|Year : 2021 | Volume
| Issue : 3 | Page : 529-531
Recurrent central serous chorioretinopathy in a surgically closed traumatic macular hole
Manoj Soman, KR Sheera, Unnikrishnan Nair
Department of Ophthalmology, Vitreoretinal Services, Chaithanya Eye Hospital and Research Institute, Kesavadasapuram, Thiruvananthapuram, Kerala, India
|Date of Submission||10-Sep-2020|
|Date of Acceptance||11-Feb-2021|
|Date of Web Publication||02-Jul-2021|
Dr. K R Sheera
Vitreoretinal Services, Department of Ophthalmology, Chaithanya Eye Hospital and Research Institute, Kesavadasapuram, Thiruvananthapuram, Kerala
Source of Support: None, Conflict of Interest: None
A 36-year-old gentleman with history of central serous chorioretinopathy (CSCR) developed full thickness macular hole in the right eye with recurrence of CSCR 2 weeks after blunt trauma to his right eye. Vitrectomy resulted in complete closure of the macular hole and resolution of the subretinal fluid. Post macular hole surgery he developed two episodes of CSCR recurrence with no reopening of the hole. This report hypothesises the possible mechanisms underlying this unusual association and explains how a surgically manipulated macular tissue could endure significant submacular fluid accumulation.
Keywords: Central serous chorioretinopathy, macular hole, optical coherence tomography, traumatic macular hole, vitrectomy
|How to cite this article:|
Soman M, Sheera K R, Nair U. Recurrent central serous chorioretinopathy in a surgically closed traumatic macular hole. Indian J Ophthalmol Case Rep 2021;1:529-31
|How to cite this URL:|
Soman M, Sheera K R, Nair U. Recurrent central serous chorioretinopathy in a surgically closed traumatic macular hole. Indian J Ophthalmol Case Rep [serial online] 2021 [cited 2021 Sep 24];1:529-31. Available from: https://www.ijoreports.in/text.asp?2021/1/3/529/320019
Full-thickness macular holes are mostly of idiopathic origin. Vitreomacular traction is the widely accepted mechanism for formation of macular holes. Central serous chorioretinopathy (CSCR) is the serous detachment of the neurosensory retina. We report a case in which macular hole developed over CSCR following trauma and recurrences of CSCR after surgical closure of the macular hole without its reopening.
| Case Report|| |
A 36-year-old gentleman presented to the outpatient clinic with diminished vision two weeks after blunt trauma to his right eye. He was diagnosed to have CSCR in the right eye one month prior to the trauma. There was history of CSCR in the left eye also four years back with spontaneous resolution [Figure 1]a and [Figure 1]b. He had no co-morbid medical illnesses or history of any relevant drug intake.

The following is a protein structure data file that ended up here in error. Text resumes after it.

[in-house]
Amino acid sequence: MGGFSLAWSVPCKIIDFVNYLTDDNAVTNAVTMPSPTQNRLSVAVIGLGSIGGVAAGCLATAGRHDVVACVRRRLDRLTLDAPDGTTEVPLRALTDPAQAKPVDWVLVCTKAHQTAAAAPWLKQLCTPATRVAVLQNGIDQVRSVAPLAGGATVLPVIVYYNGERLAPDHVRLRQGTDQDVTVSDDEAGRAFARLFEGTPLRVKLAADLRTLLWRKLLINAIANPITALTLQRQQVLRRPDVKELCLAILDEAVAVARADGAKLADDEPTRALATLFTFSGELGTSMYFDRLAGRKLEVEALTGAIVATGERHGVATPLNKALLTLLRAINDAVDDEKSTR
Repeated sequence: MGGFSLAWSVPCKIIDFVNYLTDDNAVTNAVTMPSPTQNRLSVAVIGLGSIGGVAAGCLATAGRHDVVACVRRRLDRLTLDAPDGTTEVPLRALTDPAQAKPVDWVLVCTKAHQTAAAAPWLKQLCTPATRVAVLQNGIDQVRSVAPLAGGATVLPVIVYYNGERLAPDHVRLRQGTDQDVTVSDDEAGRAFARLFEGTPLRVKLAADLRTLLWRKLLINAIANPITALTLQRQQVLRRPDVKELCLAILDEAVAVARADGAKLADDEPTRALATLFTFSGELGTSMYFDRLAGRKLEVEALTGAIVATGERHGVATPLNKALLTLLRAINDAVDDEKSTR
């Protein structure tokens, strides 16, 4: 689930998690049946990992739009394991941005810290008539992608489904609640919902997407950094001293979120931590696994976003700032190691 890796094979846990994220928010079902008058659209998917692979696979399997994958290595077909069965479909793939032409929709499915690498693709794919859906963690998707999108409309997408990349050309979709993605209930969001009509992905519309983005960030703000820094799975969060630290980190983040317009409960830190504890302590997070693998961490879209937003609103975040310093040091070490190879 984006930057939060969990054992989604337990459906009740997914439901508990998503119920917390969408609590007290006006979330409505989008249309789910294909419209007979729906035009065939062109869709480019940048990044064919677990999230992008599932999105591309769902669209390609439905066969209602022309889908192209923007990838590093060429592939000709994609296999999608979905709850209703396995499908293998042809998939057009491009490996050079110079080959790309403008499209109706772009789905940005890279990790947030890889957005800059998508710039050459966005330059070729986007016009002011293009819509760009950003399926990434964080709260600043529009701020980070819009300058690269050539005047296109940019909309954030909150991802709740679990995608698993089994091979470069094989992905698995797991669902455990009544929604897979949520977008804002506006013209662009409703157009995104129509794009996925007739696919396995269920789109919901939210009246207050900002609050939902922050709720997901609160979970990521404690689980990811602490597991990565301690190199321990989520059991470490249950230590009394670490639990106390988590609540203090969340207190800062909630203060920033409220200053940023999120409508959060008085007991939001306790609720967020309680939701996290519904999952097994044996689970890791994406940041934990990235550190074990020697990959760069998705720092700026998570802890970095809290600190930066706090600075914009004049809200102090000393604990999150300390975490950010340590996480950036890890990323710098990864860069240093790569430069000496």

|Figure 1: Fundus photographs showing CSCR in the right eye (panel 1a). There are retinal pigment epithelial alterations in the left eye (panel 1b). Fundus autofluorescence images showed mottled autofluorescence in the right eye with hyperfluorescence corresponding to the macular hole (panel 1c) and foci of hyper auto fluorescence in the left eye extending nasally (panel 1d)|
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The best-corrected visual acuity (BCVA) was 20/40N8 in the right eye and 20/20N6 in the left eye. The intraocular pressure was 12 mmHg in both eyes. Anterior segment was normal in both eyes. Dilated fundus examination revealed a full-thickness macular hole in the right eye with an area of subretinal fluid and retinal pigment epithelium alteration. Left eye showed macular retinal pigment epithelial alterations, consistent with resolved CSCR. Autofluorescence imaging of the right eye showed patchy hyper autofluorescence in the peripapillary area and in the macular hole region. Left eye showed scattered foci of hyper autofluorescence in the perifoveal region extending nasally [Figure 1]c and [Figure 1]d.
Spectral-domain optical coherence tomography (OCT) of the right eye showed a full-thickness macular hole with neurosensory detachment with photoreceptor segments stuck to the inner surface of detachment. The underlying retinal pigment epithelium showed irregularity. Few hyperreflective spots were seen in the choroid, subretinal space, and intraretinally. Left eye showed normal outer retina though some foci of palisading were seen in the outer plexiform layer – outer nuclear layer region nasally corresponding to the altered autofluorescence signals. Choroidal thickness was increased in both eyes with pachychoroid appearance [Figure 2]a and [Figure 2]b.
|Figure 2: OCT of the right eye shows full-thickness macular hole and neurosensory detachment with photoreceptor segments stuck to the inner surface of detachment (arrowhead). The underlying RPE showed irregularity (asterisk). Few hyperreflective spots were seen in the choroid, subretinal space and intraretinally (white arrows) (panel 2a). Left eye showed normal outer retina though some foci of palisading seen in the outer plexiform layer – outer nuclear layer region nasally (red arrow) (panel 2b). Choroidal thickness was increased in both eyes with pachychoroid appearance|
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Fundus fluorescein angiography (FFA) [Figure 3]a and [Figure 3] cand indocyanine green angiography (ICG) [Fig. 3b and d] of both eyes did not demonstrate any typical leaking points though some areas of patchy fluorescence and macular hole fluorescence were seen.